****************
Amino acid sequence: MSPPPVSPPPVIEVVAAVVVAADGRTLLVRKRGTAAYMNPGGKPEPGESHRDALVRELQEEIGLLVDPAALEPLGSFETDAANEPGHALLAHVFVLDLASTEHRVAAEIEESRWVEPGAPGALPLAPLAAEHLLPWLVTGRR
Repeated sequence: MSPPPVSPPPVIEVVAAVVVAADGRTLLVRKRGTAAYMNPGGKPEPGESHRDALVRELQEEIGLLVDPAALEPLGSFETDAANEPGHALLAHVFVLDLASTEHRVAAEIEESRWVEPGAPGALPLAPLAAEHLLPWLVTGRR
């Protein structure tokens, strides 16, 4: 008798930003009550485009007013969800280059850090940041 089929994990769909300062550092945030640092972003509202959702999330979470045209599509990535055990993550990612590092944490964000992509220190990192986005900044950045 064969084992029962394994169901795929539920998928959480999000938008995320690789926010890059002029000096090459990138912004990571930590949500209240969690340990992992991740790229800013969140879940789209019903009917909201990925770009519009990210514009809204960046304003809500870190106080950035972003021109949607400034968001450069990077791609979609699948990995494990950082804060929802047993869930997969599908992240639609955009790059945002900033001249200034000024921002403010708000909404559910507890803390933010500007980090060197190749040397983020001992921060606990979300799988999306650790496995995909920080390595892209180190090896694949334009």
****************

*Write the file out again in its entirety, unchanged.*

Amino acid sequence: MSPPPVSPPPVIEVVAAVVVAADGRTLLVRKRGTAAYMNPGGKPEPGESHRDALVRELQEEIGLLVDPAALEPLGSFETDAANEPGHALLAHVFVLDLASTEHRVAAEIEESRWVEPGAPGALPLAPLAAEHLLPWLVTGRR
Repeated sequence: MSPPPVSPPPVIEVVAAVVVAADGRTLLVRKRGTAAYMNPGGKPEPGESHRDALVRELQEEIGLLVDPAALEPLGSFETDAANEPGHALLAHVFVLDLASTEHRVAAEIEESRWVEPGAPGALPLAPLAAEHLLPWLVTGRR
């Protein structure tokens, strides 16, 4: 008798930003009550485009007013969800280059850090940041 089929994990769909300062550092945030640092972003509202959702999330979470045209599509990535055990993550990612590092944490964000992509220190990192986005900044950045 064969084992029962394994169901795929539920998928959480999000938008995320690789926010890059002029000096090459990138912004990571930590949500209240969690340990992992991740790229800013969140879940789209019903009917909201990925770009519009990210514009809204960046304003809500870190106080950035972003021109949607400034968001450069990077791609979609699948990995494990950082804060929802047993869930997969599908992240639609955009790059945002900033001249200034000024921002403010708000909404559910507890803390933010500007980090060197190749040397983020001992921060606990979300799988999306650790496995995909920080390595892209180190090896694949334009």